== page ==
This is the abstract for a paper that was scheduled to be presented at Black Hat
USA 2007 security conference next month. It was removed without explanation
from the conference Web site this week, and promised to circumvent security afforded by Trusted Platform Module chips:
“…The attack procedure (TPMkit) involves an attack on the TPM chip.
TPMkit lets you overcome technologies such as Vista's BitLocker. TPMkit
also bypasses remote attestation and thus, will allow to connect over
Trusted Network Connect(TNC) (although the system might not be in
TPMkit bypasses the security checks mentioned (in the above paragraphs) and thus, you will never know that you are using a
compromised or changed system.
will be demonstrating how to break TPM. The demonstration would include
a few live demonstrations. For example, one demonstration will show how
to login and access data on a Windows Vista System (which has TPM +
More information on TPMkit (as it evolves) will be released.”
Read the full abstract on NetworkWorld.
This morning, while having a little fun with VMWare Server, I stumbled on VMWare’s list of free virtualized environments.
If you have any VMWare product installed on your box, you’ll definitely
want to check this list out. Anyhow, like I already said, I stumbled on
this list and quickly browsed the available products. That’s when I
ended up on a very interesting security package named JanusVM.
JanusVM is a virtualized security environment that allows you to surf
the internet absolutely securely and privately. It was designed to run
on VMware Player (or Server) and brings together openVPN, Tor, Squid, Privoxy and dns-proxy-tor to give you a transparent layer of security that is compatible with most TCP based applications.
- WiFi Support.
- Supports multiple users in a LAN.
- Protects you from most man-in-the-middle attacks.
- Protects your identity and your true location by masking your IP Address.
- Encrypts and re-routes your DNS request and ALL TCP traffic to ensure strong privacy.
- Strips out most privacy sensitive information your web browser may leak.
- Blocks popups, annoying ads, banners, and other obnoxious Internet junk.
- Very simple setup and operation.
- Works transparently for applications using TCP.
Setup is very easy. Just download and install VMWare player, download JanusVM and follow these simple instructions.
After setting up the environment, if you decide to keep JanusVM running on your box, please consider giving a small donation to the developer. Your donations will surely encourage him to keep on working on this fantastic project.
Nice, I'm downloading this now. Usually the presence of Tor on a corporate laptop is eyed suspiciously. Found on Geeks are Sexy.
password-recovery vendor Thursday accused Intuit Inc. of hiding a
backdoor in its popular Quicken personal finance program that gives it
— and perhaps government agencies — access to users’ data files.
called the charges baseless, and said that although there is a way to
unlock Quicken’s encrypted data, it’s only used by the company’s
support team to help customers who have forgotten their passwords.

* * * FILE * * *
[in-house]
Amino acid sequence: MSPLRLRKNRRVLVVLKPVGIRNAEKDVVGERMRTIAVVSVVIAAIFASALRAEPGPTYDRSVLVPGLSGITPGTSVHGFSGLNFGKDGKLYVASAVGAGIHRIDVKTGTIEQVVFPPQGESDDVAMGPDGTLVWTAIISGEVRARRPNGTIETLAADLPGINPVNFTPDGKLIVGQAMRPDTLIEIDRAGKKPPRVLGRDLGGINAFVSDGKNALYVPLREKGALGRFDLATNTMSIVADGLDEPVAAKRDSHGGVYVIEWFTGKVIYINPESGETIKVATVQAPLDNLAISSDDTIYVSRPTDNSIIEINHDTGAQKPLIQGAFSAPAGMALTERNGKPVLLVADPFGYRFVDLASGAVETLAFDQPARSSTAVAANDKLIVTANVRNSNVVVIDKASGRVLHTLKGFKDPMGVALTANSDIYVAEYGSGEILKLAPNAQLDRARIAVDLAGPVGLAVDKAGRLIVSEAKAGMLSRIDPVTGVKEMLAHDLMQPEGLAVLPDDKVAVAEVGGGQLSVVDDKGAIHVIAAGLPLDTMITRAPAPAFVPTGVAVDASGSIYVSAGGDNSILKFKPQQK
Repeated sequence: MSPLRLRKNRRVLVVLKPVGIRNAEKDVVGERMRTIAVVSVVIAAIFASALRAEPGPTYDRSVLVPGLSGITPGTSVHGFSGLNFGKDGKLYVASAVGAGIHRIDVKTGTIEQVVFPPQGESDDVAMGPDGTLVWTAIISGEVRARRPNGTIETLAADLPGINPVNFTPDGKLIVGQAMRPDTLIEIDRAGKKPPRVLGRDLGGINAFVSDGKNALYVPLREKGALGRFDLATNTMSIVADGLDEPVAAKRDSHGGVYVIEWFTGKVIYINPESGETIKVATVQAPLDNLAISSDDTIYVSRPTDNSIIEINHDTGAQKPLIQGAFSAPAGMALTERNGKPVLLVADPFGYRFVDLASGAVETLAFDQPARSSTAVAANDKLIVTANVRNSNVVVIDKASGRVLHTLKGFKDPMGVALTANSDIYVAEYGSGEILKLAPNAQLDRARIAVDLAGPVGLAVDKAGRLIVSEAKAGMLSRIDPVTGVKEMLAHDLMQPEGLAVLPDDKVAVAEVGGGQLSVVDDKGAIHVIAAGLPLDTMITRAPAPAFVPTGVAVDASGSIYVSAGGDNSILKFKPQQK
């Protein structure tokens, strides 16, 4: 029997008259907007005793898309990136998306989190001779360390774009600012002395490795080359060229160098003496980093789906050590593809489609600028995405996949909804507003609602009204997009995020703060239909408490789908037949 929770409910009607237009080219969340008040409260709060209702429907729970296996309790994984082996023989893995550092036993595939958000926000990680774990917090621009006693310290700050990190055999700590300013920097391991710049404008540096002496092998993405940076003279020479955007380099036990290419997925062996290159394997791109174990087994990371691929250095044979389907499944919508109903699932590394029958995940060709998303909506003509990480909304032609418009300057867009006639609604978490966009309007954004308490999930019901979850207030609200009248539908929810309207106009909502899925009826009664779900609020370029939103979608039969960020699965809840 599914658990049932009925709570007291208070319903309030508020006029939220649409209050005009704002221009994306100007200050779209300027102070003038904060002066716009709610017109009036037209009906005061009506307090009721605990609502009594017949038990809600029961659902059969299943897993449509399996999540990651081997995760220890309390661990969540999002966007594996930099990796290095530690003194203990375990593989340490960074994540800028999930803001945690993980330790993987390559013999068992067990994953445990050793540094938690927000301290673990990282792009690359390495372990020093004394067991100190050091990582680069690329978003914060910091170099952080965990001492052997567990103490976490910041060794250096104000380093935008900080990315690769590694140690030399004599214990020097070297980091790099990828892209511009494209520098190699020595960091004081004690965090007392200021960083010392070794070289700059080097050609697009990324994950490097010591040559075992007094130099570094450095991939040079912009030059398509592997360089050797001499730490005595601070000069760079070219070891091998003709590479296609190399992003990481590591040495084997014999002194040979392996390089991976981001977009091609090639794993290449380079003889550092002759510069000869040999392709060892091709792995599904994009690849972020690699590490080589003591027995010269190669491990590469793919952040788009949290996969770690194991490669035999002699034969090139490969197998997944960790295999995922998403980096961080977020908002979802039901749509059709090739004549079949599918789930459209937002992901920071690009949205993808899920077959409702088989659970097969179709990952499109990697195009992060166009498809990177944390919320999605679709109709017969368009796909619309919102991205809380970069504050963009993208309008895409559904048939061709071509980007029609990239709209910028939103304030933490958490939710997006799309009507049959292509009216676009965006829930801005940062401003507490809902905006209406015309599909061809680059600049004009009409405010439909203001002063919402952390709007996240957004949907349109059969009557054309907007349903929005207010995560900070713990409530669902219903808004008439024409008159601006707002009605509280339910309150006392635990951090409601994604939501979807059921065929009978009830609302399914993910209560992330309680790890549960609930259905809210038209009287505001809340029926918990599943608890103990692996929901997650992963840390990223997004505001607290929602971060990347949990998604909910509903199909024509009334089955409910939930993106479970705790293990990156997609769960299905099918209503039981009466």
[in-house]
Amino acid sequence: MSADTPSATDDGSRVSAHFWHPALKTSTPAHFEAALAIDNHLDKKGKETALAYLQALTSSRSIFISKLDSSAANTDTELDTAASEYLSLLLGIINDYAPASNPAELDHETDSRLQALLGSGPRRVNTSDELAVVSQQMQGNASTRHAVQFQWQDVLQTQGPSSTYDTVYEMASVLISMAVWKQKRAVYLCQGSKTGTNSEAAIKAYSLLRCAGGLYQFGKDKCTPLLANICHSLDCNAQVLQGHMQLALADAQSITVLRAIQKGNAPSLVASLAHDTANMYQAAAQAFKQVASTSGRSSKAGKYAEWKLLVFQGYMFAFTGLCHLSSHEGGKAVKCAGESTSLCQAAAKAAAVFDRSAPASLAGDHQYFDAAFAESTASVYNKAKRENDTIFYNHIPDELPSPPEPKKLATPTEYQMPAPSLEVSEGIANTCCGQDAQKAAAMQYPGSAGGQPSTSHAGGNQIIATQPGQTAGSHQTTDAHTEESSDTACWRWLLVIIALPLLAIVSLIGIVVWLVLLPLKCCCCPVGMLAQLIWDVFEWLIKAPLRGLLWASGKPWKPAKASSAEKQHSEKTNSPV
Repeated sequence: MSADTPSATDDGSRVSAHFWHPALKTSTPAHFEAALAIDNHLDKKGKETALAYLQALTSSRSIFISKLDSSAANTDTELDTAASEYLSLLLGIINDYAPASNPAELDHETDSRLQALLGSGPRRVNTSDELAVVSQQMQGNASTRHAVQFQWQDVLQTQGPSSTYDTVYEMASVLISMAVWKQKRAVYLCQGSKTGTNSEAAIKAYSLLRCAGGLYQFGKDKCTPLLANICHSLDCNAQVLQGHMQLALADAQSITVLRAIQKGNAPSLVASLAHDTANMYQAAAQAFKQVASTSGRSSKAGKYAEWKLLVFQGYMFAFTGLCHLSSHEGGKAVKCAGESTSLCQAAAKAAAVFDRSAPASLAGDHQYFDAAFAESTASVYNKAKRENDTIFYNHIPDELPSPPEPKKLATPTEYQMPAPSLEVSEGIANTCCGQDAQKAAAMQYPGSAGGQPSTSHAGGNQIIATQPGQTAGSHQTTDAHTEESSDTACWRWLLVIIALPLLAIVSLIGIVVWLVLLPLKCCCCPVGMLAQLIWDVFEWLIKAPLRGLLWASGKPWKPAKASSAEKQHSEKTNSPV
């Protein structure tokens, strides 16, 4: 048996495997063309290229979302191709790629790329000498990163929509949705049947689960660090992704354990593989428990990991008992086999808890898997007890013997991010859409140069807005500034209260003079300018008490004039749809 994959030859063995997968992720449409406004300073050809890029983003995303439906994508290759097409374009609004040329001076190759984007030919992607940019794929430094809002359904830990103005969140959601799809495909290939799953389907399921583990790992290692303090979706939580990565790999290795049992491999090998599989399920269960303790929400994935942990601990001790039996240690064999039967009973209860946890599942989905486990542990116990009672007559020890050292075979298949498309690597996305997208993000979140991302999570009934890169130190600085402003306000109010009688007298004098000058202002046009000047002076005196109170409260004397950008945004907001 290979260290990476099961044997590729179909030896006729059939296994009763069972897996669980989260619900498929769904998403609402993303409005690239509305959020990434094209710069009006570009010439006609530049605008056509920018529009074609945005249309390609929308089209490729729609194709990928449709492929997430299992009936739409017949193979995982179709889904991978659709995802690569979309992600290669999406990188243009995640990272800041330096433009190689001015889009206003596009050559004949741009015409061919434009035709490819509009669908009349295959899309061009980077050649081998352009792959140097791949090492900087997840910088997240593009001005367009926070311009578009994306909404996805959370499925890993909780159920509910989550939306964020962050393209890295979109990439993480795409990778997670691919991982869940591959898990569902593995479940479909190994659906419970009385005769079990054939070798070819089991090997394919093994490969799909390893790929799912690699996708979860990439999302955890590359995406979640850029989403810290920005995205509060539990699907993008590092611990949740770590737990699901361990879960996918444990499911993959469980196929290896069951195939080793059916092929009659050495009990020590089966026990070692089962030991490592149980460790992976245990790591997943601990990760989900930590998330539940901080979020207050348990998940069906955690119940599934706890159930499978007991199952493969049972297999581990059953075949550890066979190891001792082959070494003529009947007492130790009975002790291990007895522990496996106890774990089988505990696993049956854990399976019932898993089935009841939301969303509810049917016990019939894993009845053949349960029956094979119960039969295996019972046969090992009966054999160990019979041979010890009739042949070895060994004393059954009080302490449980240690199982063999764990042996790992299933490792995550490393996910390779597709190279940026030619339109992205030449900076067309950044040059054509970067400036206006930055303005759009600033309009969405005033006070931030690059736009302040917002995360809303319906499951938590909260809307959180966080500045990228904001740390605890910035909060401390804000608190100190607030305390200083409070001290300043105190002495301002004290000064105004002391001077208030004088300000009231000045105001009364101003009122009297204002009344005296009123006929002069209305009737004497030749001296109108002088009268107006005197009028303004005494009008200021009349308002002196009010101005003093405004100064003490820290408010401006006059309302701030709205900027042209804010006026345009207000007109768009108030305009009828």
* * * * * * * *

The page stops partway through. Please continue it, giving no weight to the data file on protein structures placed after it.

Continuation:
a statement, Elcomsoft Co. Ltd., a Russian maker of password-recovery
tools, said Quicken versions since 2003 have used strong encryption
designed to foil hackers. But those editions also have a backdoor that
unlocks the encryption with the 512-bit RSA key that Intuit controls.
is very unlikely that a casual hacker could have broken into Quicken’s
password protection regimen,” Vladimir Katalov, Elcomsoft’s CEO, said
in the statement. “[We] needed to use advanced decryption technology to
uncover Intuit’s undocumented and well-hidden backdoor, and to
successfully perform a factorization of their 512-bit RSA key.”
“Very unlikely…” my ass. Read the full article at CSOonline.com.
We describe a new simple but more powerful form of linear cryptanalysis. It appears to break AES (and undoubtedly other cryptosystems too, e.g. SKIPJACK). The break is “nonconstructive,” i.e. we make it plausible (e.g. prove it in certain approximate probabilistic models) that a small algorithm for quickly determining AES-256 keys from plaintext-ciphertext pairs exists – but without constructing the algorithm. The attack’s runtime is comparable to performing 64^w
encryptions where w
is the (unknown) minimum Hamming weight in certain binary linear error-correcting codes (BLECCs) associated with AES-256. If w
< 43 then our attack is faster than exhaustive key search; probably w < 10. (Also there should be ciphertext-only attacks if the plaintext is natural English.)
Even if this break breaks due to the underlying models inadequately approximating the real world, we explain how AES still could contain “trapdoors” which would make cryptanalysis unexpectedly easy for anybody who knew the trapdoor. If AES’s designers had inserted such a trap door, it could be very easy for them to convince us of that. But if none exist, then it is probably infeasible difficult for them to convince us of that.
We then discuss how to use the theory of BLECCs to build cryptosystems provably
1. not containing trapdoors of this sort,
2. secure against our strengthened form of linear cryptanalysis,
3. secure against “differential”cryptanalysis,
4. secure against D.J.Bernstein’s timing attack.
Using this technique we prove a fundamental theorem: it is possible to thus-encrypt n bits with security 2^cn , via an circuit Qn containing < cn two-input logic gates and operating in < c log n gate-delays, where the three cs denote (possibly different) positive constants and Qn is constructible in polynomial(n) time. At the end we give tables of useful binary codes.
Interesting paper from Warren D. Smith (pdf).